Accepting not Fixing Yourself

February 7, 2018

 

 

There’s something not being spoken about in the countless self-help books, lifestyle blogs, and gazillions of self-proclaimed ‘health’ gurus. Underlying all these mediums is the message “You could be better, you’re not enough so do this juicing diet to move towards a fitter, slimmer, happier you.” But here’s the crux of the matter, do you know who ‘you’ is, and do you accept who you are?

 

When there is uncertainty and confusion, a big void opens in which to sell - sell newspapers, sell yoga pants, sell vegan paleo books, sell gym memberships, and these are just a few of my purchases when in fits of confusion. Confusion is key ingredient to promoting a sense of loss over what could have been and what may be as it pulls you from the concrete moment, right here, right now, and projects to the future or journeys into the past. The mind-body relationship becomes skewed with usually the thinking organ scurrying around for a way to ‘fix’ the split within the relationship. 

 

And ‘fix’ becomes the operative word: “I must fix this mess”. For the few times it has actually spurred me on to something great, there are countless times it’s thrown me further into self-reproach and chasing an ideal of what should be. Fixing is part of the message of not being enough, with many people within the healing professions both wanting to be fixed and eager to fix because the perception is “I am not enough, therefore you are not enough. Let me fix you.” 

 

Let me put it out there for a moment. What if you do not need fixing? What if you are completely perfect as you are, sitting here reading these words? Just be with this for a moment, the idea that you are exactly as you should be in this moment.

 

It’s not unusual to be met with discomfort, perhaps even cringing and anxiety as you ponder the idea of being perfectly enough as it goes against everything taught from our earliest years that despite the best efforts, there’s always room for improvement. 

 

Here’s something I’ve marvelled at for years and often say to students in my class: you and I have defied the greatest odds to be here right now. From the race between the sperm en-route to the egg, the various dangers in pregnancy, to absolute fine-tuning of our cells to enable to live consciously. Our bodies are a vast network of secret and well-known tunnels communicating with the environment to make us who we are, with the force of life pumping through all that lives. It’s deeply moving to think I exist, but there would be no I without you. We are in constant relation and the web of life within and without is what makes you and I so intrinsically perfect without consciously trying.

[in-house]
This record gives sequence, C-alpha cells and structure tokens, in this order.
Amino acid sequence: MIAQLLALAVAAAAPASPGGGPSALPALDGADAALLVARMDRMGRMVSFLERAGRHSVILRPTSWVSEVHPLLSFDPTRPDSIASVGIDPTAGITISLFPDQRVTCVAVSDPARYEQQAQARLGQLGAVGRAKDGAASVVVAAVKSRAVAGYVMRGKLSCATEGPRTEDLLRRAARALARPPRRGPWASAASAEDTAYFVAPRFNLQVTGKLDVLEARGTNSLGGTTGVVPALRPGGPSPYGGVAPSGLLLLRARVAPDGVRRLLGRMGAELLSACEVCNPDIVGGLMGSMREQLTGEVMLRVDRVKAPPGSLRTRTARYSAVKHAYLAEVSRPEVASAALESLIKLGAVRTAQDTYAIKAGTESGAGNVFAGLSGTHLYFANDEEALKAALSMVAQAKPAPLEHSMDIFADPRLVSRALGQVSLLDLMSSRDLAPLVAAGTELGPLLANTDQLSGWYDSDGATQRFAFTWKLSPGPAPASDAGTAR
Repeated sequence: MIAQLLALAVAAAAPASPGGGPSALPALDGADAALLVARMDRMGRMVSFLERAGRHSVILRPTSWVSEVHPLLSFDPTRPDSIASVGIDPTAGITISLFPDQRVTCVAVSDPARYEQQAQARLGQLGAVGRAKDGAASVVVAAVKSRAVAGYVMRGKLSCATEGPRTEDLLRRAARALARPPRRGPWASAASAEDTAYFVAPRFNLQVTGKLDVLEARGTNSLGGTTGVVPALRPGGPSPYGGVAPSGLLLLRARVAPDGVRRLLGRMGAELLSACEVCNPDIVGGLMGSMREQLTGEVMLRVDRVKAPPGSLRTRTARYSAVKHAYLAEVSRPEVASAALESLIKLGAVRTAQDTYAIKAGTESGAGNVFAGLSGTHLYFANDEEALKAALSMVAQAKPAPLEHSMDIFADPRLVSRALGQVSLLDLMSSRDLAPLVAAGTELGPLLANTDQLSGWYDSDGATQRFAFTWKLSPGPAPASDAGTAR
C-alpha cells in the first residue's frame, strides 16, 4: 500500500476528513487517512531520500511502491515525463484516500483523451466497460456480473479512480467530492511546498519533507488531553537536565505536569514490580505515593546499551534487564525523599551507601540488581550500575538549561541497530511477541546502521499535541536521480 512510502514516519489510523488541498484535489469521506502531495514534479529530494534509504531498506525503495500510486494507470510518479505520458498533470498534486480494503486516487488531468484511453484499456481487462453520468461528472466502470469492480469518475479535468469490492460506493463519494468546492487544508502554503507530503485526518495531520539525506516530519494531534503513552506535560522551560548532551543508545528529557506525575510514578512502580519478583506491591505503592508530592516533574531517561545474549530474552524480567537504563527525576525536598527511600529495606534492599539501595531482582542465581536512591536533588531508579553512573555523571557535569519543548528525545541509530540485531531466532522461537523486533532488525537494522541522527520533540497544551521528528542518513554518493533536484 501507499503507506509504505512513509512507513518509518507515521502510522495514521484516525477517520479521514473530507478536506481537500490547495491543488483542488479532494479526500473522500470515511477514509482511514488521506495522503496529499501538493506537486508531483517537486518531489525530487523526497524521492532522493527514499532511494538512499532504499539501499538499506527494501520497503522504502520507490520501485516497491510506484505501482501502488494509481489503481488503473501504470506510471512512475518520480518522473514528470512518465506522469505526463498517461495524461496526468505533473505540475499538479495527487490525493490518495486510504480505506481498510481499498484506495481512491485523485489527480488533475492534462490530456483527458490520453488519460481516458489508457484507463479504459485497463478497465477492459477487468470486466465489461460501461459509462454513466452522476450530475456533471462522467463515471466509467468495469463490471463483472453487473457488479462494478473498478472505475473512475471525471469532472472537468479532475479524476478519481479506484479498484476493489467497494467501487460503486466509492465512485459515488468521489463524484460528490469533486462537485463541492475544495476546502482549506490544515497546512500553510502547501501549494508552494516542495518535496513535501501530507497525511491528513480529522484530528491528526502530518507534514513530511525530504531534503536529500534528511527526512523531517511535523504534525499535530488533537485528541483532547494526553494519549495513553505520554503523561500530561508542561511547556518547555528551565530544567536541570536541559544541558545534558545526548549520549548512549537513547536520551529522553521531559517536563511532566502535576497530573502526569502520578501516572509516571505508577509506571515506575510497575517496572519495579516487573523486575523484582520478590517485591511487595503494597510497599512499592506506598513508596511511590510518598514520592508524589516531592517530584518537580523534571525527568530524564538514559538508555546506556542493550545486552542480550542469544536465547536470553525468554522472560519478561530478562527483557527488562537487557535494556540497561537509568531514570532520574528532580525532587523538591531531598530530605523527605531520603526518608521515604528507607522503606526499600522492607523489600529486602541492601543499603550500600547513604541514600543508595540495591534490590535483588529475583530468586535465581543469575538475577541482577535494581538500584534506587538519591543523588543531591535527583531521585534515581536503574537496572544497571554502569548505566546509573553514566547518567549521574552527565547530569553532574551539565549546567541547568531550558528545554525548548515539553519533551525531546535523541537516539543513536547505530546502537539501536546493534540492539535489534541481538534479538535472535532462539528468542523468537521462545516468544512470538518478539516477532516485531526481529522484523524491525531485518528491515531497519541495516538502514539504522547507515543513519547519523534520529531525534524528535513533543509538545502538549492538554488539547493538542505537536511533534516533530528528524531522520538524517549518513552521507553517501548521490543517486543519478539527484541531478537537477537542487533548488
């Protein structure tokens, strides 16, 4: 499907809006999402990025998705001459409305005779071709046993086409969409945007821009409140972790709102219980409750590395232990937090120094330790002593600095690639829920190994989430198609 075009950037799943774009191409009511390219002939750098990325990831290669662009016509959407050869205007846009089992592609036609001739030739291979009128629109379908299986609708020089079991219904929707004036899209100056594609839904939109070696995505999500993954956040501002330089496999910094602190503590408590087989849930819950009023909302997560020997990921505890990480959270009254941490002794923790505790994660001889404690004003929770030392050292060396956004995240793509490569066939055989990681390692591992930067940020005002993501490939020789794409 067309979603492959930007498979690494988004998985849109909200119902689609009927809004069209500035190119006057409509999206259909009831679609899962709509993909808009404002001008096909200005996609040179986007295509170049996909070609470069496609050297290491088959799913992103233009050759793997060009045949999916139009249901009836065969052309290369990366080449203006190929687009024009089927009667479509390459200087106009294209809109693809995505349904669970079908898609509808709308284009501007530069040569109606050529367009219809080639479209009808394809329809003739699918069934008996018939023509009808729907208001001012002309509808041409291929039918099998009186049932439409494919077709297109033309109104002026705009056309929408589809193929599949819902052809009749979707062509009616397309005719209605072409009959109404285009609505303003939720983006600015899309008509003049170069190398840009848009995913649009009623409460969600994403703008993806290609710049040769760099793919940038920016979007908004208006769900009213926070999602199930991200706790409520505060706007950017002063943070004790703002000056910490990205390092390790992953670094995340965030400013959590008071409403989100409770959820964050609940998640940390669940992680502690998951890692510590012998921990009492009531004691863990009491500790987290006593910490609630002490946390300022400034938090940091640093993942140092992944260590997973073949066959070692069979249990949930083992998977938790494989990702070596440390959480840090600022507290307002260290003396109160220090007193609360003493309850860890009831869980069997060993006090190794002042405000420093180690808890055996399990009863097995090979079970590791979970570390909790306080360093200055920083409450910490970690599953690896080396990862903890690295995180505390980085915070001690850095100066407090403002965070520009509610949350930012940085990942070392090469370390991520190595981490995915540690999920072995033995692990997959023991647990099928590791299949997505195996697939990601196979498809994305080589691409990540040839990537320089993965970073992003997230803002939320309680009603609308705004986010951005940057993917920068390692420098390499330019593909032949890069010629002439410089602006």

As you sit here now, ponder this for a few moments: Change occurs when you become what you are, not when you try to become what you are not. Can you embrace who you are, warts and all, in this moment without imposing conditions? View yourself from the outside and know that you are exactly as you should be. 

 

It was on a retreat with Matthew Sweeney that I heard the concept Paradoxical Theory of Change, and it actually changed me forever. I realised I spent my whole frigging life until that point chasing an idea of what I should be according to my interests at any given one moment. I never felt enough, I could do better. Until around this time, my teaching and practice of yoga reflected my inner conflict, and I was uncompassionate with myself and students. Whilst it’s never been brought to my attention that I injured students, I certainly injured my own precious body by chasing a method that encourages extreme movement and self-sacrifice to the teachings. Once I felt the truth of acceptance, I could no longer rationalise the method and ever since then have asked myself daily am I honouring who I am right now.

 

And now I feel a fire within my belly, tingling in my fingertips as I implore you to take time daily to connect with yourself. Feel the sensations of your beautiful organism, the whirling of your mind and wait patiently for the dust to settle, to sense the murmuring of a place that permeates every aspect of your physicality yet goes beyond. This place is yours forever, it is infinite and when you know it exists, you seek ways to honour your being and accept with love and compassion where you are right now. 

 

All the energy consumed by confusion, striving, and regretting is freed up, you are free and can actually hear your own inner promptings which were once drowned out by the constant noise of the outside. The change once so desired becomes a way of life, happens as frequently as breath occurs and is underpinned by a loving acceptance of who you are with the deep knowing you are enough. 

 

 

For more information about Charlene's classes visit www.this-yoga.com/yoga-classes For an in-depth exploration of important themes in Charlene's teaching, check out www.this-yoga.com/yoga-workshops

 

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